Spirits - Vins de liqueur
Vins de Liqueur
Vins de Liqueur
There is another, much lesser known category of drinks (technically on the wine rather than the spirits side, but with much higher alcohol), vins de liqueur (sometimes called mistelles). These are sweet, fortified wines made with unfermented grape must (unclarified, freshly-pressed grape juice) fortified with the brandy of the given region.
The process is relatively straightforward: approximately 2/3 unfermented grape must (containing no alcohol) is combined with 1/3 young (clear) brandy at around 60% alcohol. The strength of the alcohol prevents the yeasts and sugar from fermenting, stabilizing the wine between 16% and 22% alcohol. This mixture then can either be aged in large oak casks to pick up more complex aromas and flavors (often of figs and/or nuts), or just be bottled and sold. The sugar from the grape must makes the vin de liqueur sweet, while the higher acidity and alcohol never permit it to become cloying.
Many regions in France make vins de liqueur using their local brandy. Some of these, which we import, include:
Floc de Gascogne with Armagnac
One of our Armagnac producers, Château de Ravignan, makes a delicious Floc de Gascogne using their Colombard and Ugni Blanc grapes and ⅓ Armagnac eau de vie to stop the fermentation around 17% alcohol. This has enough sweetness to make it a nice accompaniment to foie gras.
We also carry a Floc de Gascogne from our wine producer, Domaine Chiroulet, where the Fezas family loves to experiment and pays homage to their ancestors by continuing to make the Floc using the same ancient recipe.
Pommeau de Normandie with Calvados
When we are fortunate we carry this unique and rare (outside of France) vin de liqueur, made by mixing apple juice with Calvados eau de vie, from two of our Calvados producers, Calvados Adrien Camut (Pays d’Auge) and Calvados Lemorton (Domfrontais).
Macvin du Jura with Marc
Marc (or Pomace), is the solid remains of grapes after pressing for juice. It contains the skins, pulp, seeds, and stems of the grapes. In the Jura, the juice and must of Savagnin grapes are reduced in half by boiling, and the resulting liquid is then fortified with marc. Once it reaches 16% alcohol it is placed in oak casks to age for a minimum of 6 years. It is usually rich and textured with an amber color and aromas and flavors of orange zest, quince, prunes and other dried fruits.
We carry a stunning 18% alcohol Macvin du Jura from our creative Jura producer, Domaine Labet. It is aged in well-seasoned 228-liter casks and is most commonly drunk as an apéritif.
Ratafia de Champagne with Marc
Also employing marc are the few remaining Champagne producers who also produce Ratafia de Champagne. For bottled champagne, only the free run juice and first two pressings of the grapes are allowed (just over 80% of the grape’s potential juice). Third and fourth pressings, that often contain bitter or astringent elements, are set aside for the base matter of Ratafia de Champagne.
This rich juice, usually made with a blend of the 3 major Champagne grapes (Pinot Noir, Chardonnay and Pinot Meunier), is placed in a vat and chilled, allowing the heavy solids to settle. After a racking, the unfermented juice is fortified with the addition of about 30% clear marc de champagne or fine de champagne at 60% alcohol, purchased from a local distillery. The addition of alcohol overwhelms the yeasts and prevents the fruit juice from fermenting, leaving a stable sweet blend of around 18% alcohol. This mixture is then placed in large oak casks where it is often mixed with other vintages with a solera-type aging. It is normally served as an aperitif, but can also be consumed with desserts or with foie gras and strong, soft rind cheeses.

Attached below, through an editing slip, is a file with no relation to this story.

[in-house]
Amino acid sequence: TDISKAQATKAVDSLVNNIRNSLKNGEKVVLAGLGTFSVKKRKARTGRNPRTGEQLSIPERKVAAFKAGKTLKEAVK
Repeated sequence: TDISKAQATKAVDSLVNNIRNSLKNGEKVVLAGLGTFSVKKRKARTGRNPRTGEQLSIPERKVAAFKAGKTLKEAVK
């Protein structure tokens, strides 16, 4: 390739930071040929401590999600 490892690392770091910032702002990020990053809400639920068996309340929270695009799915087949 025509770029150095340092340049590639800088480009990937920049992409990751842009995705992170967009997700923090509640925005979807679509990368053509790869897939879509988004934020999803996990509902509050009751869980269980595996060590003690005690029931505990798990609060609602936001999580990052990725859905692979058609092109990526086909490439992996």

In 2015, Ratafia de Champagne was awarded a Protected Geographical Indication (PGI) by the INAO.
Our Côte des Blancs champagne producer, Champagne Guy Charlemagne, is one of the few Champagne growers to continue to produce Ratafia. Theirs is is aged in oak casks for 4 years. It has a lovely amber color that emits aromas of cherry, almond, chocolate and fine herbs. On the palate, more dried fruits emerge on its creamy texture, including apricot, grapes and spices. We enjoy this with strong cheeses like Munster, Epoisses and Maroilles, accompanied by walnuts.
Pineau des Charentes with Cognac
This last vin de liqueur subcategory we import is certainly the most known around the world. Legend has it that Pineau was discovered by accident when, during a harvest in 1589, a farmer dumped grape must into a barrel he thought was empty but actually contained eau de vie du vin. Several years later he found the barrel behind some others and found the blend to be thoroughly delicious. Its reputation spread and Pineau des Charentes came to be made by many locals.
Raymond Ragnaud, from our book, is one of the top Cognac producers, located in the town of Ambleville in the heart of the Grande Champagne. They also make a Pineau des Charentes in the traditional method, by combining 2/3 unfermented grape must (containing no alcohol) with 1/3 young Cognac at about 60% alcohol. The strength of the alcohol prevents the yeasts and sugar from fermenting, stabilizing the wine between at 17% alcohol. This mixture then goes into foudre to age for 4 years.
Usually served with an ice cube in a tulip-shaped glass, all of these vins de liqueur are classic French aperitifs, very popular back in the 1950’s and 1960’s and enjoying a bit of a comeback, particularly when incorporated into creative cocktails.They can also be useful when cooking.